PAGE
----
House Majority Leader Eric Cantor (R-Va.) said Monday morning that Congress will launch a "very serious" investigation into the release of documents revealing broad phone and Internet surveillance programs by the National Security Agency (NSA).
"The investigation will be very serious, obviously," Cantor said on CBS.
Cantor said Obama administration officials would start briefing Capitol Hill today on how information about the NSA program was revealed by Edward Snowden, the 29-year old Booz Allen Hamilton contractor who was working with the NSA. Cantor said a broader briefing will take place Tuesday on how the NSA program works.
"Right now, we know that there are active threats against the United States," he said. "We have terrorist threats that continue. There are possible security incidences that continue. And that's just the world that we live in.
"Certainly the reports seem to indicate that, that if anyone were to violate the law by releasing classified information outside the legal avenues, certainly that individual should be prosecuted to the fullest extent of the law," he added.
When asked if he knew about the NSA program known as PRISM, Cantor said these sorts of programs "exist for us to … guard against a terrorist threat." He also said courts have upheld PRISM as constitutional.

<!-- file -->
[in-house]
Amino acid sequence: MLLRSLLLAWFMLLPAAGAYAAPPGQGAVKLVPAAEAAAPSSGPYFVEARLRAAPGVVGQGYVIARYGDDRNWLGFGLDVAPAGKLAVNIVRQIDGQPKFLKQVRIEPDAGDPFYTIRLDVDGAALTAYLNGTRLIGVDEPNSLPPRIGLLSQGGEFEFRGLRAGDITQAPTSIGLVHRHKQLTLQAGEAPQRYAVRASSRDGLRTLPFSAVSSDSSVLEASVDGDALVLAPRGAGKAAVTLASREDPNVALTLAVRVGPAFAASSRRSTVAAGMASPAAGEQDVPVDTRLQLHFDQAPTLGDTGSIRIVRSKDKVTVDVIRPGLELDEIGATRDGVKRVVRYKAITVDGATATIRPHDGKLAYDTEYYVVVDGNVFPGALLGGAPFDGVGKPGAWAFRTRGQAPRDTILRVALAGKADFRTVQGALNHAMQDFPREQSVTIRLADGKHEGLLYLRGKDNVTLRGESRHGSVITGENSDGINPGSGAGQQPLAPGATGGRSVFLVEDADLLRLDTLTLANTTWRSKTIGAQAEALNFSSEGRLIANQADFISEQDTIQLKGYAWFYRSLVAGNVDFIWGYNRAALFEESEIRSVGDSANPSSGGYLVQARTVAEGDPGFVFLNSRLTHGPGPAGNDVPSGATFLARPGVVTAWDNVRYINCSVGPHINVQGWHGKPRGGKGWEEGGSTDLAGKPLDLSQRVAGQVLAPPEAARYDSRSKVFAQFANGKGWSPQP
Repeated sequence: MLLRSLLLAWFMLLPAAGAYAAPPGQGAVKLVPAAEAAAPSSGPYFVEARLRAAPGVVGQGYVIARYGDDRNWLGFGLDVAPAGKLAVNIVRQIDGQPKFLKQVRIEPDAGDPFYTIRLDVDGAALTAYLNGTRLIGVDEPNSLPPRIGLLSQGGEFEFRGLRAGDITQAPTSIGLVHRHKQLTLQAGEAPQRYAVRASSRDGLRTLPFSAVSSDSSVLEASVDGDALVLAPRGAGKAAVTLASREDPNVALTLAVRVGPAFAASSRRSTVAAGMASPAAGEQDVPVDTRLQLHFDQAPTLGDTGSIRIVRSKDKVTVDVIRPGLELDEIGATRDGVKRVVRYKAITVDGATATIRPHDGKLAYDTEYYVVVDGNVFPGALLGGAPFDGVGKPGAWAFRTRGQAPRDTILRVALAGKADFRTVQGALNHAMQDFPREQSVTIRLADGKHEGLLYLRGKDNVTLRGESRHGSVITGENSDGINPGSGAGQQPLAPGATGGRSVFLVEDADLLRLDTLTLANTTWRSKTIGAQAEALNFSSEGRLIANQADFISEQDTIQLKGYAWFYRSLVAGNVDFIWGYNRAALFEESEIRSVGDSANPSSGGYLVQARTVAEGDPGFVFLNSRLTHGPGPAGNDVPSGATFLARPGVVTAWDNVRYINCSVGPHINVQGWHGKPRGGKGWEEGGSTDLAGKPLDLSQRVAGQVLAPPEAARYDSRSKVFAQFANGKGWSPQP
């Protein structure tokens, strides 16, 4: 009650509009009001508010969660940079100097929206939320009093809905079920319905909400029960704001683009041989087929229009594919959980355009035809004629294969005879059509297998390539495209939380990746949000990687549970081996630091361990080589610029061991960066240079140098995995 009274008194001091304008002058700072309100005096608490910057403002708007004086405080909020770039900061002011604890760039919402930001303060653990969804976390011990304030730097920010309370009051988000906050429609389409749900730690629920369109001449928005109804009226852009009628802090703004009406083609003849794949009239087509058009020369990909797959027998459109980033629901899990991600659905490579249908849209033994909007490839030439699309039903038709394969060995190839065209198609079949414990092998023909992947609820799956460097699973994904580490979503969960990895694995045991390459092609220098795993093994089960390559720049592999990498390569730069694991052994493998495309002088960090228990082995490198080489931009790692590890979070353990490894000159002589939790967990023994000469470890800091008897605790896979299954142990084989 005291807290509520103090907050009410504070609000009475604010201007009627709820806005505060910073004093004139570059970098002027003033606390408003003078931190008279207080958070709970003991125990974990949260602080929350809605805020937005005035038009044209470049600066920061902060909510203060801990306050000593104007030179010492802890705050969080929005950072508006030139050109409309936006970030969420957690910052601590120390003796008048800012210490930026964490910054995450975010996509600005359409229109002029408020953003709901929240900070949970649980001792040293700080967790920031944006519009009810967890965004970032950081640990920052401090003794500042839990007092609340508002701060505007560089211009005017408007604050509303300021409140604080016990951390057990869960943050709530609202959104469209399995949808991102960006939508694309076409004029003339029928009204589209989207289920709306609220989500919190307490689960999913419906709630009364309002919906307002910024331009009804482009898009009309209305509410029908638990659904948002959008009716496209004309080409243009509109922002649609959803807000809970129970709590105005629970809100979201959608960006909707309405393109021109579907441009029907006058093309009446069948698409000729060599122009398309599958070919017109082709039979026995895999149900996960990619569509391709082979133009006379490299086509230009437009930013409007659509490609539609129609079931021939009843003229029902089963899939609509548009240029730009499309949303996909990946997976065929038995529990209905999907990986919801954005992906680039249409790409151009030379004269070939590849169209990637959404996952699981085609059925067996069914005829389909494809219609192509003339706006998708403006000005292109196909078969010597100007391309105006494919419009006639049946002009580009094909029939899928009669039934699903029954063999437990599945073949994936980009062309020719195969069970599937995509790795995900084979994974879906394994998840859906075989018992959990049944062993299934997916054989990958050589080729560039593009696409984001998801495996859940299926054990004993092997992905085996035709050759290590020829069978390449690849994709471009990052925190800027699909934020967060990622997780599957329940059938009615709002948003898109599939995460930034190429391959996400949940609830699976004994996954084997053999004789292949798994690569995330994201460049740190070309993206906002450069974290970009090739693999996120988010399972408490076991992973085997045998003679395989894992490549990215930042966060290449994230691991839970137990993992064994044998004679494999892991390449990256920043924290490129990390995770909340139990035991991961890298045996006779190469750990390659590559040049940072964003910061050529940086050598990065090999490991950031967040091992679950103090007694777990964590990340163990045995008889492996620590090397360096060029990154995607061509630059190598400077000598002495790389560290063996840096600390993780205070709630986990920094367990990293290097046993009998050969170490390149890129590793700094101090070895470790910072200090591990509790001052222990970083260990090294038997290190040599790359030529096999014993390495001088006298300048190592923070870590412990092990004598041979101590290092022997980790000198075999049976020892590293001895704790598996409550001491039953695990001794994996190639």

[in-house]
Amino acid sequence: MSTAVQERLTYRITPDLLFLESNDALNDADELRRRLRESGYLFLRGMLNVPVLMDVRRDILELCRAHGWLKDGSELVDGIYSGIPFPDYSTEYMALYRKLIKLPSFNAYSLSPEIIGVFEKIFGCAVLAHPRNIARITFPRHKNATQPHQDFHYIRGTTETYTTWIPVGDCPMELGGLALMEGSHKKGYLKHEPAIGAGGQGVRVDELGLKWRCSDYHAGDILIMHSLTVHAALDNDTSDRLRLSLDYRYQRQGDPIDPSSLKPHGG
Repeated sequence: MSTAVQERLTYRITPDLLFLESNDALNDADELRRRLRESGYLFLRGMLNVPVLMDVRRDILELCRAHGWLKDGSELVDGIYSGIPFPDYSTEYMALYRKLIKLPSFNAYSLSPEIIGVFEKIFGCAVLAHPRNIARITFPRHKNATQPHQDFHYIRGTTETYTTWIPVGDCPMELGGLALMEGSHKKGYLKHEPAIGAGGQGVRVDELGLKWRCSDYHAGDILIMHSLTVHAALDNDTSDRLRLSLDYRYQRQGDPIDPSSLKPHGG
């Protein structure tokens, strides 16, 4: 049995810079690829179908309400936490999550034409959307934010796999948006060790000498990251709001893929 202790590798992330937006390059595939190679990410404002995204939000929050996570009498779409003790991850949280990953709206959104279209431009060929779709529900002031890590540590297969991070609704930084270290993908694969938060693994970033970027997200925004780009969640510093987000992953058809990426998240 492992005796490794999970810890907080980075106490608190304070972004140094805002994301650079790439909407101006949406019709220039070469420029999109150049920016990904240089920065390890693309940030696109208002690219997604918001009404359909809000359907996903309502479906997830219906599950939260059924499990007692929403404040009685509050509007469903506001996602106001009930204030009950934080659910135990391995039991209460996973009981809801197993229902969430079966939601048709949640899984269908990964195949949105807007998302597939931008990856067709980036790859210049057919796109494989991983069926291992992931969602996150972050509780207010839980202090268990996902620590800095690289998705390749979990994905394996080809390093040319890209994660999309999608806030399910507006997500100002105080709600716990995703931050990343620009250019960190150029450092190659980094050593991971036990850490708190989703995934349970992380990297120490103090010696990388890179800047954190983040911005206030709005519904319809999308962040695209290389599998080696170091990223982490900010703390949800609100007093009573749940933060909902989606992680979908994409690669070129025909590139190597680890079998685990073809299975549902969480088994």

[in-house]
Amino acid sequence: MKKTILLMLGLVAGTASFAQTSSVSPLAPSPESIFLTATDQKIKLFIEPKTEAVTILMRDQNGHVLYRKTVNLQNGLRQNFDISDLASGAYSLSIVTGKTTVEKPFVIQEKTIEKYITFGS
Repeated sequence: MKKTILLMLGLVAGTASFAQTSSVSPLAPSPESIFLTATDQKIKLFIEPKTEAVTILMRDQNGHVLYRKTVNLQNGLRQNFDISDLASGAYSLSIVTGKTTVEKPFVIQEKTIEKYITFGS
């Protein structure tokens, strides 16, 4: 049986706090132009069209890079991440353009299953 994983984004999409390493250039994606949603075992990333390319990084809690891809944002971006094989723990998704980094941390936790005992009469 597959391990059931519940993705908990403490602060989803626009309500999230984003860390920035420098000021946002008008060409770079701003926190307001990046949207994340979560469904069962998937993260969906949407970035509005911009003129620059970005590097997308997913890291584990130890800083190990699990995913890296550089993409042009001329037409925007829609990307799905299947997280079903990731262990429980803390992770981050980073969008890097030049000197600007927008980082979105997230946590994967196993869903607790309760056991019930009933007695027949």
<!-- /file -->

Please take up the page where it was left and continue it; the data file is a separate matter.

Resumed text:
At the same time, he acknowledged that Congress will also have to examine whether the NSA program has struck the proper balance between national security and civil liberties.
"The administration is responsible for implementing this program, Congress is responsible for the oversight of this program," he said. "Obviously, we'll be dealing with a balance between national security and safeguarding our civil liberties."
Cantor also indicated that he has questions about the way Snowden decided to release the information through the press, rather than using methods set up for whistle-blowers under U.S. law.
"We have a contractor that has been hired … this 29-year-old, who's now holed up in some hotel in Hong Kong claiming to be the defender of democracy somehow in the People's Republic of China," Cantor said.
The Guardian reported over the weekend that Snowden fled to a Hong Kong hotel after revealing details about the NSA program.
"You have to sort of step back and ask yourself: There are legal avenues for an individual who is concerned about the violations of civil liberties to go about addressing those concerns through the inspector general process, coming forward, asking for whistle-blower protection, going to the courts, coming to Congress," Cantor said.
"I don't know if that was done or not. It seems to me that he chose a route to go to a reporter, get holed up in some room in Hong Kong, and that ought to tell you something as well.
"All of us are really very perplexed right now," he added.
— This story was updated at 7:55 a.m.